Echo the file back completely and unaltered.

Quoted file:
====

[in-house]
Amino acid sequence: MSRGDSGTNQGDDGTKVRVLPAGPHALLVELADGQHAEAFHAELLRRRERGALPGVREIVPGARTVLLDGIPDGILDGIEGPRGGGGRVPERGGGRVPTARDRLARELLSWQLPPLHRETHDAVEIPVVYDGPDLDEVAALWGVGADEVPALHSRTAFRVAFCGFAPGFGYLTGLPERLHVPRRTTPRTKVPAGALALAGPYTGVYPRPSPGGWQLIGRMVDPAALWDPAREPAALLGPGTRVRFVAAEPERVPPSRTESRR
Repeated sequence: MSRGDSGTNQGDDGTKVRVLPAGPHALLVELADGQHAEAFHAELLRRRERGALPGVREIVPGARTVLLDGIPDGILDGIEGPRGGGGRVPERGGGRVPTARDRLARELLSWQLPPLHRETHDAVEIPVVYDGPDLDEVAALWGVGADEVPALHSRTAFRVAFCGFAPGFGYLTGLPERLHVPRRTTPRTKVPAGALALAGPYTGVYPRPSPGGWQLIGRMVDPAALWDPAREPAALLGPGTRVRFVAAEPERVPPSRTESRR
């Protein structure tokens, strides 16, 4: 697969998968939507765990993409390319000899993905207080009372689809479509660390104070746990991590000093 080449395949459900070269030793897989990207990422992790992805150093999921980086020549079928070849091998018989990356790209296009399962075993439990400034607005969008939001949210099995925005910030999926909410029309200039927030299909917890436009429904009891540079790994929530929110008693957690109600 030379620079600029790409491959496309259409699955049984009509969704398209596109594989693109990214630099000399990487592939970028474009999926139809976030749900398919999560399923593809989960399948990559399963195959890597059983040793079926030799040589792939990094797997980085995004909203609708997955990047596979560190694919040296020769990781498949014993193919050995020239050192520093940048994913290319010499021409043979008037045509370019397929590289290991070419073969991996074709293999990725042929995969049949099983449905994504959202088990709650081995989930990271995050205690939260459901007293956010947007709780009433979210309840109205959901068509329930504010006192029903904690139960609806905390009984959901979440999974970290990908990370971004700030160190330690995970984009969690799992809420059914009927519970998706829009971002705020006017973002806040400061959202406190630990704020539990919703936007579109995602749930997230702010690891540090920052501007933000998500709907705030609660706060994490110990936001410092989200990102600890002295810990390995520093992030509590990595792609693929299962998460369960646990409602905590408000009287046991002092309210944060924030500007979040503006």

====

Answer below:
[in-house]
Amino acid sequence: MSRGDSGTNQGDDGTKVRVLPAGPHALLVELADGQHAEAFHAELLRRRERGALPGVREIVPGARTVLLDGIPDGILDGIEGPRGGGGRVPERGGGRVPTARDRLARELLSWQLPPLHRETHDAVEIPVVYDGPDLDEVAALWGVGADEVPALHSRTAFRVAFCGFAPGFGYLTGLPERLHVPRRTTPRTKVPAGALALAGPYTGVYPRPSPGGWQLIGRMVDPAALWDPAREPAALLGPGTRVRFVAAEPERVPPSRTESRR
Repeated sequence: MSRGDSGTNQGDDGTKVRVLPAGPHALLVELADGQHAEAFHAELLRRRERGALPGVREIVPGARTVLLDGIPDGILDGIEGPRGGGGRVPERGGGRVPTARDRLARELLSWQLPPLHRETHDAVEIPVVYDGPDLDEVAALWGVGADEVPALHSRTAFRVAFCGFAPGFGYLTGLPERLHVPRRTTPRTKVPAGALALAGPYTGVYPRPSPGGWQLIGRMVDPAALWDPAREPAALLGPGTRVRFVAAEPERVPPSRTESRR
């Protein structure tokens, strides 16, 4: 697969998968939507765990993409390319000899993905207080009372689809479509660390104070746990991590000093 080449395949459900070269030793897989990207990422992790992805150093999921980086020549079928070849091998018989990356790209296009399962075993439990400034607005969008939001949210099995925005910030999926909410029309200039927030299909917890436009429904009891540079790994929530929110008693957690109600 030379620079600029790409491959496309259409699955049984009509969704398209596109594989693109990214630099000399990487592939970028474009999926139809976030749900398919999560399923593809989960399948990559399963195959890597059983040793079926030799040589792939990094797997980085995004909203609708997955990047596979560190694919040296020769990781498949014993193919050995020239050192520093940048994913290319010499021409043979008037045509370019397929590289290991070419073969991996074709293999990725042929995969049949099983449905994504959202088990709650081995989930990271995050205690939260459901007293956010947007709780009433979210309840109205959901068509329930504010006192029903904690139960609806905390009984959901979440999974970290990908990370971004700030160190330690995970984009969690799992809420059914009927519970998706829009971002705020006017973002806040400061959202406190630990704020539990919703936007579109995602749930997230702010690891540090920052501007933000998500709907705030609660706060994490110990936001410092989200990102600890002295810990390995520093992030509590990595792609693929299962998460369960646990409602905590408000009287046991002092309210944060924030500007979040503006």